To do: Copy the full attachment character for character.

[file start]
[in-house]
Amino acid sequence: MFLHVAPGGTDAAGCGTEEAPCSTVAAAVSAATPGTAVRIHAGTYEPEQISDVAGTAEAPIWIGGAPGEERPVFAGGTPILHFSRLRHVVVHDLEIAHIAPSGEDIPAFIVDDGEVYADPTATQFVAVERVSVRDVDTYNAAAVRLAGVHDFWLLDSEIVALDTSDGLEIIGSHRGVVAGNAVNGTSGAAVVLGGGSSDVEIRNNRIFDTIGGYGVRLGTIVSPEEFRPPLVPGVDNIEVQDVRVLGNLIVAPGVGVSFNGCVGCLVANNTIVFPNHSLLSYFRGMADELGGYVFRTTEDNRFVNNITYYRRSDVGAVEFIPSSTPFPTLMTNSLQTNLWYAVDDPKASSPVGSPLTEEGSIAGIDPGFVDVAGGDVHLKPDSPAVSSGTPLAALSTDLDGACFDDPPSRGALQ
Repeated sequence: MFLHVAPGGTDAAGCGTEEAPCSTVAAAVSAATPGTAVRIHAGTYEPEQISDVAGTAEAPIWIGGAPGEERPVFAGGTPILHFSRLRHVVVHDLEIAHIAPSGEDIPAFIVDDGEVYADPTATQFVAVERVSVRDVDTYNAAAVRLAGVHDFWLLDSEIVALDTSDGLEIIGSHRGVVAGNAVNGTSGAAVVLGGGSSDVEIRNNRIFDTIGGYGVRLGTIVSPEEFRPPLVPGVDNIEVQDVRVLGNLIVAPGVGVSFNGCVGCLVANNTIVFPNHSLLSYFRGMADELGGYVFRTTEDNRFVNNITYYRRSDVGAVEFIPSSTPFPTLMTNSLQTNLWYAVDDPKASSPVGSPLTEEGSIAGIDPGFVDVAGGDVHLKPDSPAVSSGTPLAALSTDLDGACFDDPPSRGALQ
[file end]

[in-house]
Amino acid sequence: MFLHVAPGGTDAAGCGTEEAPCSTVAAAVSAATPGTAVRIHAGTYEPEQISDVAGTAEAPIWIGGAPGEERPVFAGGTPILHFSRLRHVVVHDLEIAHIAPSGEDIPAFIVDDGEVYADPTATQFVAVERVSVRDVDTYNAAAVRLAGVHDFWLLDSEIVALDTSDGLEIIGSHRGVVAGNAVNGTSGAAVVLGGGSSDVEIRNNRIFDTIGGYGVRLGTIVSPEEFRPPLVPGVDNIEVQDVRVLGNLIVAPGVGVSFNGCVGCLVANNTIVFPNHSLLSYFRGMADELGGYVFRTTEDNRFVNNITYYRRSDVGAVEFIPSSTPFPTLMTNSLQTNLWYAVDDPKASSPVGSPLTEEGSIAGIDPGFVDVAGGDVHLKPDSPAVSSGTPLAALSTDLDGACFDDPPSRGALQ
Repeated sequence: MFLHVAPGGTDAAGCGTEEAPCSTVAAAVSAATPGTAVRIHAGTYEPEQISDVAGTAEAPIWIGGAPGEERPVFAGGTPILHFSRLRHVVVHDLEIAHIAPSGEDIPAFIVDDGEVYADPTATQFVAVERVSVRDVDTYNAAAVRLAGVHDFWLLDSEIVALDTSDGLEIIGSHRGVVAGNAVNGTSGAAVVLGGGSSDVEIRNNRIFDTIGGYGVRLGTIVSPEEFRPPLVPGVDNIEVQDVRVLGNLIVAPGVGVSFNGCVGCLVANNTIVFPNHSLLSYFRGMADELGGYVFRTTEDNRFVNNITYYRRSDVGAVEFIPSSTPFPTLMTNSLQTNLWYAVDDPKASSPVGSPLTEEGSIAGIDPGFVDVAGGDVHLKPDSPAVSSGTPLAALSTDLDGACFDDPPSRGALQ